Ancient Mayans appear to have cremated their rulers and used their ashes to create rubber balls for playing sports, according to an archaeologist at Mexico’s National Institute of Anthropology and History.
What to know:
Studies of grease markings in the walls of a centuries-old tomb discovered in the southern Mexican state of Oaxaca indicate that the bodies of the Mayan elite were cremated, and their ashes used to harden rubber balls for use in a popular game.
Rubber balls were used in an ancient Mesoamerican sport known as pitz or pok-a-tok, in which players were not allowed to touch the ball with their hands but hit it with their elbows, knees, or hips.
Although several different types of the game were played by the Olmecs, the Maya, and the Aztecs, the best-known version was contested by two teams using a rubber ball on a monumental stone court shaped like a capital I.
A 1300-year-old crypt beneath a pyramid called the Temple of the Sun in Toniná has revealed the remains of about 400 vessels containing organic materials, including ash, charcoal, and natural rubber.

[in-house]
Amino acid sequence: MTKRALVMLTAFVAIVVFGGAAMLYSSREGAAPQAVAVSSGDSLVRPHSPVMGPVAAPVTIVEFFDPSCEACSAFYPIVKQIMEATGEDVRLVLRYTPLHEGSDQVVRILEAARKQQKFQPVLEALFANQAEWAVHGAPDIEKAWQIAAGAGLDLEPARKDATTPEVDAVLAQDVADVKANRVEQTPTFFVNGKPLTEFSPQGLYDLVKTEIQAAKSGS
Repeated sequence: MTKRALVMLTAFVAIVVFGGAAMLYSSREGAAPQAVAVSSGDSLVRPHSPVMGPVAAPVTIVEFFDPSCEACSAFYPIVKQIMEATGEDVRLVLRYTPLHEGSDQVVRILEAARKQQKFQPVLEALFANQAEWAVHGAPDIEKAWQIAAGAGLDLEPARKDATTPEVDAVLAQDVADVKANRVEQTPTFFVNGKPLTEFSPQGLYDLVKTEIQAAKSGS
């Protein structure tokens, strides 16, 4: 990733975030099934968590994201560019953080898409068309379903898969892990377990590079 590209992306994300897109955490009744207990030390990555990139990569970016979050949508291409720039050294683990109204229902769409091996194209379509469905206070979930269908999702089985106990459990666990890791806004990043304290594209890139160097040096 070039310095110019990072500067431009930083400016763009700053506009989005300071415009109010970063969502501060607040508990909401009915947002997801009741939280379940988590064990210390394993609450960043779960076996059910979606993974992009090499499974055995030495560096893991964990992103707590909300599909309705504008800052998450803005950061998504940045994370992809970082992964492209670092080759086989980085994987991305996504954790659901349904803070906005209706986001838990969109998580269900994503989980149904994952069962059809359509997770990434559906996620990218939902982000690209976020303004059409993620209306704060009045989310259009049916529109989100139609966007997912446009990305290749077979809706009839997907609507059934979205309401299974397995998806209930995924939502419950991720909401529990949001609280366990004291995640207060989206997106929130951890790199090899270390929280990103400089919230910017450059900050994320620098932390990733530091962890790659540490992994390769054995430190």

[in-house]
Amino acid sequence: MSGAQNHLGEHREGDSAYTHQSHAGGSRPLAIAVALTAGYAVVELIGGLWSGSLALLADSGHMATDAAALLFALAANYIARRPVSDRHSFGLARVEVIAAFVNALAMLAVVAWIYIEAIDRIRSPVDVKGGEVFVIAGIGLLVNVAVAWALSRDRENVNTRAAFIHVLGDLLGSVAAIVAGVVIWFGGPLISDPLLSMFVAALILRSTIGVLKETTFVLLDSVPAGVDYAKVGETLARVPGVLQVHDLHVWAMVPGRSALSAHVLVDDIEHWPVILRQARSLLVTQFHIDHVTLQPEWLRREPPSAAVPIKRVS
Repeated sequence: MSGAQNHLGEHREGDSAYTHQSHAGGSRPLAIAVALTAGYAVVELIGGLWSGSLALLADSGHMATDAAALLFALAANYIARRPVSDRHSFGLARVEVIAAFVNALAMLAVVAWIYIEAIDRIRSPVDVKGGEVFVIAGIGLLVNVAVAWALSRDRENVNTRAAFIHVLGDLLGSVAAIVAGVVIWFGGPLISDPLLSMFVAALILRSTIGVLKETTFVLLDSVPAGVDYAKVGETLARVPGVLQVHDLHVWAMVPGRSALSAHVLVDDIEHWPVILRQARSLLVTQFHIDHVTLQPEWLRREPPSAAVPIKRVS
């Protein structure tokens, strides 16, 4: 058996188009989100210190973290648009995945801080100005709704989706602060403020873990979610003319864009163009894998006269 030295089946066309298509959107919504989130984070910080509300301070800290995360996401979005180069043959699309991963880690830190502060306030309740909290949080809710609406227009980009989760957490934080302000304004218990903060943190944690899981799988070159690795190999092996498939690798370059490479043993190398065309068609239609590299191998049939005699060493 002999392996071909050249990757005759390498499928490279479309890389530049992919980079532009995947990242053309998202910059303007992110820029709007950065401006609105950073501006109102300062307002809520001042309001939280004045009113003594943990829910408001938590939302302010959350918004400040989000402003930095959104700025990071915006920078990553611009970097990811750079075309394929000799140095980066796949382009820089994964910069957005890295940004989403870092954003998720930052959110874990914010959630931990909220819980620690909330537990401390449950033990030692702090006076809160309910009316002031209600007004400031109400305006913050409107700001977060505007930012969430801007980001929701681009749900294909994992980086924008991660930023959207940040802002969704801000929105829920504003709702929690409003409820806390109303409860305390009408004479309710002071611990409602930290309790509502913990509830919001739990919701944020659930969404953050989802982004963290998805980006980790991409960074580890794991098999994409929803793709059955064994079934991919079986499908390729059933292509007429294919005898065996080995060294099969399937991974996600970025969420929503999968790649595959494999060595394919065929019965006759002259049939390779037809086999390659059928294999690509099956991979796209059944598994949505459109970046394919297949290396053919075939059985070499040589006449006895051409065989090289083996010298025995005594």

Excavations at the highland site of Etlatongo in Oaxaca have uncovered two ball courts, as well as ballplayer figurines, suggesting that highland societies were playing the ball game almost as early as 1443 BC, making it older than previous sites found near the Gulf Coast and in the Pacific coastal lowlands, where it had been believed that the game had originated.
This is a summary of the article “Play Ball!” published by the Archeology institute of America on August 2, 2022. The full article can be found on archeology.org.
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